Keiji FujiwaraSuzuko MimoriNatsuki HanaeSumire Uesaka
Outbreak Company
Medium: TV, series
Year: 2013
Director: Kei Oikawa
Writer: Naruhisa Arakawa
Original creator: Ichiro Sakaki
Actor: Kazuya Ichijo, Keiji Fujiwara, Kouji Takahashi, Maaya Uchida, Mai Fuchigami, Mariko Honda, Mikoi Sasaki, Natsuki Hanae, Rikako Yamaguchi, Shinichiro Miki, Sumire Uesaka, Suzuko Mimori, Takahiro Fujiwara, Takahiro Tomita
Keywords: anime, fantasy, favourite
Country: Japan
Language: Japanese
Format: 12 episodes
Website category: Anime 2013
Review date: 7 May 2024
Outbreak Company
It's cool, funny, surprising and occasionally made me cringe in agony. Also, Myucel is adorable.
It's an isekai with a difference. An interdimensional gate opened up in Japan, leaving the government with the headache of working out what to do with a neighbouring country of dwarves, elves, magic and dragons. What should they do? Invade? Even with modern military technology, you might get your arse kicked. The solution they eventually came up with was to find a friendless otaku, drug him and send him across to teach the locals about otaku culture.
That's Shinichi Kanou. His job in the fantasy kingdom of Erdant (with no way home and no way out) is to be the general manager of the local branch of the multimedia entertainment company Amutec. He has no management experience, or indeed any work experience at all. He used to be a shut-in who never went outdoors. He's also going to have a key diplomatic role and will become a schoolteacher. (Teacher training: none. Diplomatic skills: self-destructive. He has a habit of getting overexcited and ranting aloud about things he shouldn't, e.g. girls' breasts. The guy needs more self-control and he's only staying alive because he's so obviously guileless that the locals quite like him.)
On one level, this is bog-standard anime isekai stuff, albeit with an unusual element in the presence of the Japanese military. (Sorry, that's "Japanese Self-Defence Force".) Shinichi is a well-meaning male otaku protagonist who'll end up surrounded by girls! It's lovely, though, because:
(a) his otaku education campaign does indeed change Erdant society. They're a hierarchical, racist society, including right-wing supremacists who believe humans' rightful place is above elves and dwarves. 80% of the population are illiterate. Children aren't allowed time to play, either getting military training or being used for child labour. Myucel gets it twice as bad because she's a half-elf. Shinichi is capable of yelling at the Empress for being abusive towards a maid, then realising a moment too late that he's just taken his life in his hands. We see the elves and dwarves in his school going from race hatred to putting all their argumentative powers into silly otaku disagreements.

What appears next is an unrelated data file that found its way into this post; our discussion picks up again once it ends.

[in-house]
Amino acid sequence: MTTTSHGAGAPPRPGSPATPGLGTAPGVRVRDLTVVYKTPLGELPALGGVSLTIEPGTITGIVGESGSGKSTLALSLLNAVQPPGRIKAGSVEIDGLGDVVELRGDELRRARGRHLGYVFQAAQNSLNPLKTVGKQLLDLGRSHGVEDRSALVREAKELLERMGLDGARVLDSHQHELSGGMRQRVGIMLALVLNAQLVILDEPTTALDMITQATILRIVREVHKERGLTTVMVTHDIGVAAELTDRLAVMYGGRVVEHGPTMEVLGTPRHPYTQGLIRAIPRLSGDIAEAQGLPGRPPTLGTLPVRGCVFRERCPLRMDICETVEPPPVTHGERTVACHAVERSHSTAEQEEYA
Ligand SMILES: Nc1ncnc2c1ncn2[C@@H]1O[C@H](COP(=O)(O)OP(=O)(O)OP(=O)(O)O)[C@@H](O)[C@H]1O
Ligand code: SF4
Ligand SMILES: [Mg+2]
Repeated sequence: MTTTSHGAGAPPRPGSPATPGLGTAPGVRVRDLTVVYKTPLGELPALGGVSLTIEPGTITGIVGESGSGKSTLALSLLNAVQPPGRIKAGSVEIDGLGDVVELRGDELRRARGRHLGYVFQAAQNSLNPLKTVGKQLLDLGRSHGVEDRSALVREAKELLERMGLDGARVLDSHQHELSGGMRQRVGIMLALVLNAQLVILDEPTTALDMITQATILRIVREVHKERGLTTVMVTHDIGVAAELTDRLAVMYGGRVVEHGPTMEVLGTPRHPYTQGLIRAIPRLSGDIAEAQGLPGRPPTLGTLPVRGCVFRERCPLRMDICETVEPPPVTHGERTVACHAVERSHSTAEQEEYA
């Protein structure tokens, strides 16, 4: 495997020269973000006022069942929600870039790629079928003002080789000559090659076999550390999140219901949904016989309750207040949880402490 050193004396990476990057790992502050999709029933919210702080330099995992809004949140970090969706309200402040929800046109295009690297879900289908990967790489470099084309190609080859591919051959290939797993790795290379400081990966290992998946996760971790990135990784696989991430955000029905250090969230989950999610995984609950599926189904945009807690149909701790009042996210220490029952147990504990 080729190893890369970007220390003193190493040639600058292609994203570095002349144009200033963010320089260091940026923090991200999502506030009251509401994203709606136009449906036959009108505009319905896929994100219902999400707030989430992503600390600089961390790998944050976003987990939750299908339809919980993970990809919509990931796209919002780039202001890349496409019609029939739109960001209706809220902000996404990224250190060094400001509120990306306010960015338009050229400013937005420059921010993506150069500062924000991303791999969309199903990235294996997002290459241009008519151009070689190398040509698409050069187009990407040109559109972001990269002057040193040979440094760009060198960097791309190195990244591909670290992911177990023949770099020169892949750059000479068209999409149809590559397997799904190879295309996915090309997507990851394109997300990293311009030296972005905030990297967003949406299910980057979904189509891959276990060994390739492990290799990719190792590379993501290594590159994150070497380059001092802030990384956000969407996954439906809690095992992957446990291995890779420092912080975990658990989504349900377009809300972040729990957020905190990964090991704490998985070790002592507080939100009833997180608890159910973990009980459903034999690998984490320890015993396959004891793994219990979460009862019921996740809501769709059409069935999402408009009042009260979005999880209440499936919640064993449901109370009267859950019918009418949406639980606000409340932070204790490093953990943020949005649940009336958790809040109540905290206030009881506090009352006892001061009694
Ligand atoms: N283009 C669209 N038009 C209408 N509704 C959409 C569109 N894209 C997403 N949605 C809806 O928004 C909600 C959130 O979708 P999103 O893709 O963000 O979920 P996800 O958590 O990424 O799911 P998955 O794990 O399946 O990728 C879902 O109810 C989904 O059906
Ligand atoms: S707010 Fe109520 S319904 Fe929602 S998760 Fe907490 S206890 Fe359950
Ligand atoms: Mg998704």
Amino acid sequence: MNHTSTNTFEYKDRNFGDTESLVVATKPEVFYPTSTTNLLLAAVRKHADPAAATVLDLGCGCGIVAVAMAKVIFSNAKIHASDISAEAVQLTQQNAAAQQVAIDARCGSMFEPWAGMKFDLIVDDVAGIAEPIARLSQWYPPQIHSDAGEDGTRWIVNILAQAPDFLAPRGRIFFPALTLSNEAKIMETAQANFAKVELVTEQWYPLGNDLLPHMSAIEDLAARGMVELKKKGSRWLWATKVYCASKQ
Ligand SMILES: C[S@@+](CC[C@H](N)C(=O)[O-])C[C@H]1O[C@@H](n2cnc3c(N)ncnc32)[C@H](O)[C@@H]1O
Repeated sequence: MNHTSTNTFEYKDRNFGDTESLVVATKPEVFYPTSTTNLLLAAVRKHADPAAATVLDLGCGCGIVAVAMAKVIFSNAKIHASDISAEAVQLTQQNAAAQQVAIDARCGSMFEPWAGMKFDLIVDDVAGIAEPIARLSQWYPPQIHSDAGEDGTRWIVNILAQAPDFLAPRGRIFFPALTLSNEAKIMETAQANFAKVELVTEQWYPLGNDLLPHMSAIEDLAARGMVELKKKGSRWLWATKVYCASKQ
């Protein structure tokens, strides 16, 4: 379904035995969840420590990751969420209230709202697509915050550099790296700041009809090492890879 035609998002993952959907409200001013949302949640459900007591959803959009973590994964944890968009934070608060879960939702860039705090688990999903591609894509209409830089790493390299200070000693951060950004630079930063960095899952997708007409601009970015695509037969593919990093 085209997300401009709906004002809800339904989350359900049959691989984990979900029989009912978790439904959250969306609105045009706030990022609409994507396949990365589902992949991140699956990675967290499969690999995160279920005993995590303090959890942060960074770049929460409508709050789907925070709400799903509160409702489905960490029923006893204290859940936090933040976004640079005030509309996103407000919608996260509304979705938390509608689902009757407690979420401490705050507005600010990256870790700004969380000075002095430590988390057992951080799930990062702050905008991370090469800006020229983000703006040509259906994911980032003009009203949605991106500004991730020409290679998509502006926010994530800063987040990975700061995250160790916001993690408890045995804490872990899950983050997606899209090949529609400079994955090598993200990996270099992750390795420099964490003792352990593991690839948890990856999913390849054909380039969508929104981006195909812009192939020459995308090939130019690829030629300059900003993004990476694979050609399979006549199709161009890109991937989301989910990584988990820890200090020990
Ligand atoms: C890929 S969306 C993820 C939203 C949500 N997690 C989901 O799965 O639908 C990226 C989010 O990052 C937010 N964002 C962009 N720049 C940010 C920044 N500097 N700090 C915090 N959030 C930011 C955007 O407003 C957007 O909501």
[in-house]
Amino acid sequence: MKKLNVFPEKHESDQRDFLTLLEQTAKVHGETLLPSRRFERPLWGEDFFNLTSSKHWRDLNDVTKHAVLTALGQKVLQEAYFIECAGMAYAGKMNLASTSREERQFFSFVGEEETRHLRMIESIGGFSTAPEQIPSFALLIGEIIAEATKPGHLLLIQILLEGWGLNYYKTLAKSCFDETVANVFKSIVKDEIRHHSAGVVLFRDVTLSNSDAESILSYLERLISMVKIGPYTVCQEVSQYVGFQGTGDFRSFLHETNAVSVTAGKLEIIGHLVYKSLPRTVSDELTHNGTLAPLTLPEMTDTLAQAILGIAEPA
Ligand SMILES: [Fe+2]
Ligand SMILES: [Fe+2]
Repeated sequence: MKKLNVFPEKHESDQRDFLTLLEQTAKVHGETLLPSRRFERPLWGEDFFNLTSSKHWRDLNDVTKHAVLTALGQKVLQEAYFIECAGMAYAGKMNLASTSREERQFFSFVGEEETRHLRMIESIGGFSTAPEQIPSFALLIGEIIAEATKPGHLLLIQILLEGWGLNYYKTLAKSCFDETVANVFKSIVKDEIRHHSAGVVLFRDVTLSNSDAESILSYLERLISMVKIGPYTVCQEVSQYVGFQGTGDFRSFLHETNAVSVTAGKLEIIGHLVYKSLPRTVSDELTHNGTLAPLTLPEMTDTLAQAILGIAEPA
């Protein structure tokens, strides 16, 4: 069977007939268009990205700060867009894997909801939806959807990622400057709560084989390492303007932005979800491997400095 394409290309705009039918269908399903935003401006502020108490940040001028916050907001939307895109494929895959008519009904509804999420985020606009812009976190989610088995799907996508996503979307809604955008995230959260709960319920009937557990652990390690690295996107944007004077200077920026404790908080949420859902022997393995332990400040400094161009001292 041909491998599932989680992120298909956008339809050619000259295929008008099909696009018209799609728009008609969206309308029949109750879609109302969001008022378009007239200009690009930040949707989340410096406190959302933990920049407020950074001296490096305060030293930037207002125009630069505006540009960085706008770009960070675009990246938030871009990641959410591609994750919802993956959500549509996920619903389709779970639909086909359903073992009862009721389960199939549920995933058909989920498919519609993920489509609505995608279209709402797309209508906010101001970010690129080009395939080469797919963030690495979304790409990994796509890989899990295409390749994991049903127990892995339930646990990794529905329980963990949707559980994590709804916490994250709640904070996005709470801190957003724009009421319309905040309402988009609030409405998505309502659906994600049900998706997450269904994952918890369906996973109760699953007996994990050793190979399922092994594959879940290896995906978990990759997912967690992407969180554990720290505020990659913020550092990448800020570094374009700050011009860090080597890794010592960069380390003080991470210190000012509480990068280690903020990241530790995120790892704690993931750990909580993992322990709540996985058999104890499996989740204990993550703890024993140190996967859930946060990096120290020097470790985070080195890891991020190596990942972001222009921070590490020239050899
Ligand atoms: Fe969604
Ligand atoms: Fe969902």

(b) he earns his relationships. He defends Myucel from the freaking Empress, he teaches her literacy and he thinks half-elves are amazing. If I'd been her, I'd have been devoted to him too. (Her devotion goes to another level, though.) I feel sorry for Empress Petralka, though, who's never going to beat Myucel to win Shinichi, despite changing her worldview and genuinely working hard at things she's never had to do before. She's doomed romantically because of her position (and to some extent her personality).
(c) the last two episodes turn everything we knew upside-down. It's sinister, with assassination attempts. We can't be sure who's a friend or not. That was startling. Mind you, the baddies are idiots. I can see how their actions fit into their worldview, but can't they see what a great thing they had going?
On the other hand, though, some scenes caused me pain. Shinichi teaches the locals about anime and manga, including stuff that only an otaku would say aloud. Oh, wow. I nearly died. The locals then memorise it all, leading to comedy scenes in which no one has a clue and they're all getting deadly serious about nonsense. The soccer match in ep.6 just about killed me. Dwarves + elves = nuclear football.
When I dig up some old show I'd never heard of, I usually learn that it's obscure for a reason. Not this time. I was charmed. (And occasionally in mild pain.) It's obviously aimed at fanboys, both in the subject matter and in surrounding a male otaku protagonist with girls, but it's gleefully making jokes about when he's crazy or dysfunctional. "And so, lots of pretty girls practically fall into the bland male protagonist's lap," is part of the course content at school. The hikikomori episode is sympathetic, true and saying something important. It's one of the best hikikomori episodes I've seen in anime, actually. The show also sometimes has a female viewpoint, with Minori being a die-hard Boys Love fangirl. (She's so bad that I wonder if she'd even be interested in heterosexual men.)
That was a pleasant surprise. Well worth a look.